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As the White House and Congress debate taxes and entitlement reform, an influential liberal think-tank is offering what appears to be an olive branch. It comes at a time when many Democrats are trying to protect entitlements, such as Medicare. At the same time, Republicans say those entitlements are too expensive in their present form.
NPR's Julie Rovner tells us more about this latest attempt to find common ground.
JULIE ROVNER, BYLINE: Senate Minority Leader Mitch McConnell didn't mince any words in his first floor speech of the lame duck session, Tuesday afternoon.
SENATOR MITCH MCCONNELL: Republicans like me have said for more than a year now that we're open to new revenue, in exchange for meaningful reforms to the entitlement programs that are the primary drivers of our debt.
ROVNER: And meaningful reform is exactly what the Center for American Progress says it's putting forward in a new plan unveiled today. The proposal would reduce health care spending by nearly a half trillion dollars over the next decade, but without asking middle-and low-income patients or their families to pay more.
Zeke Emanuel is a senior fellow with the group and helped put the policy together.
ZEKE EMANUEL: If entitlement reform is simply code for dismantling Medicare and Social Security, we're not at the table and we should oppose that with everything we've got. On the other hand, if entitlement reform is we're going to transform the system, modernize it so it can deliver high quality, lower cost care, that's where we are. And that's what we think we've got here.
ROVNER: Now, the Center for American Progress isn't just any group. It's considered something of the White House's reserve corps. If Emanuel's voice sounds familiar, that's because here's the brother of the former White House Chief of Staff Rahm Emanuel and a former White House health staffer himself. And this new plan is notable not just for savings half a trillion dollars, but for what some of those savings are.
They include many things that build on savings included in the Affordable Care Act, like cutting waste and encouraging more efficient care. But there are also some controversial items, like asking wealthier Medicare beneficiaries to pay more out of pocket for their care and limiting the tax free status of health insurance for people who earn more than $250,000 a year.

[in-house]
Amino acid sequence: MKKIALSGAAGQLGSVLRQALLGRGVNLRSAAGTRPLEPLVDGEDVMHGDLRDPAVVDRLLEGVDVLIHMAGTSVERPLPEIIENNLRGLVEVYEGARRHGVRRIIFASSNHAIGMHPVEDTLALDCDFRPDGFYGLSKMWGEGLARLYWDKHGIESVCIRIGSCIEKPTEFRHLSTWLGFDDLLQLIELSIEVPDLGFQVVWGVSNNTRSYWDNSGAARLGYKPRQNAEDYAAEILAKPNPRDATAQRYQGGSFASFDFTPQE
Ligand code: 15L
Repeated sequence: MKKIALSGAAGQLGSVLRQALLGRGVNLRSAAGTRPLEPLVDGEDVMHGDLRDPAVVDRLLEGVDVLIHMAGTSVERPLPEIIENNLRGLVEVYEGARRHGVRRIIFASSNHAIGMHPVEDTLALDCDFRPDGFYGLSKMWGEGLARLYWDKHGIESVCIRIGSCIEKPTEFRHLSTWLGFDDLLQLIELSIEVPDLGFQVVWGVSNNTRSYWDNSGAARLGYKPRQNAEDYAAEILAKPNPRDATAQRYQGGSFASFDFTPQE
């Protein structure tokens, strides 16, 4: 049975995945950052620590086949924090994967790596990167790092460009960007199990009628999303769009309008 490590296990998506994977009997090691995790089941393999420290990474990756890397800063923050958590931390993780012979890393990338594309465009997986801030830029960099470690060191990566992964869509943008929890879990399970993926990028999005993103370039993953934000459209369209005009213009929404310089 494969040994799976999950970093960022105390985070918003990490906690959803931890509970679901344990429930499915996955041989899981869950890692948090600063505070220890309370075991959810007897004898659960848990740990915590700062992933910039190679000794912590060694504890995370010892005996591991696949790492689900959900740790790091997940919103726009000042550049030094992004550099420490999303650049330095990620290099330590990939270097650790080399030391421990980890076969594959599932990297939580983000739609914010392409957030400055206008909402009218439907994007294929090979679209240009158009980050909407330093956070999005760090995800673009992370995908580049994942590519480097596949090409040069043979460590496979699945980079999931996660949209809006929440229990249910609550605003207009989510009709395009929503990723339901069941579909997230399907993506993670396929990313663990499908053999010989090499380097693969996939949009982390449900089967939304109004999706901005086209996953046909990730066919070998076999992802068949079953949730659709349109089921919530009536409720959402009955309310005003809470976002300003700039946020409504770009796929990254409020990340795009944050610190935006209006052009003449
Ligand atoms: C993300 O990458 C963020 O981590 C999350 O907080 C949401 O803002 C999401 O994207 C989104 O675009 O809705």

Neera Tanden, the group's president, said she knew there might be some liberal pushback for those.
NEERA TANDEN: These are not easy proposals; they are definitely not easy proposals for the progressive side.
ROVNER: But they are things that both liberal and conservative health economists agree would start to rein in health spending, as 78 million baby boomers start to migrate onto Medicare. And Zeke Emanuel says this is not just something intended to please Republicans.
EMANUEL: The health care system is the fifth largest economy in the world - $2.8 trillion dollars, it's as big as the French economy, right. You're not going to transform it overnight. You are, however, need to put in place the structures that will transform it over a decade. That's what we've tried to do and I think this is the legacy for the president.
ROVNER: But will this plan really impress any of those Republicans who are clamoring for entitlement reform? Early indications are maybe not.
TOM MILLER: The idea that you can shoot at everyone in a crowd and not hit a beneficiary is ridiculous.
ROVNER: Tom Miller is a resident fellow at the conservative American Enterprise Institute and a former Republican congressional staffer. He's suggesting the plan still cuts payments to health care providers too deeply to protect patients from care disruptions.
MILLER: It's just a continuing combination of further payment reductions - relatively arbitrarily - higher taxes on top of the previous taxes, and very much a now-we're-dropping-the-veil, you're going to see what command and control really looks like for the health care system.
ROVNER: And there are some places even the liberal Center for American Progress wouldn't go. Tanden said raising Medicare's eligibility age to 67 is a non-starter. All it would do it shift costs, the group says. She also said reducing Medicaid at a time when the administration is trying to get governors to expand the program would send the wrong message.
Julie Rovner, NPR News, Washington. Transcript provided by NPR, Copyright NPR.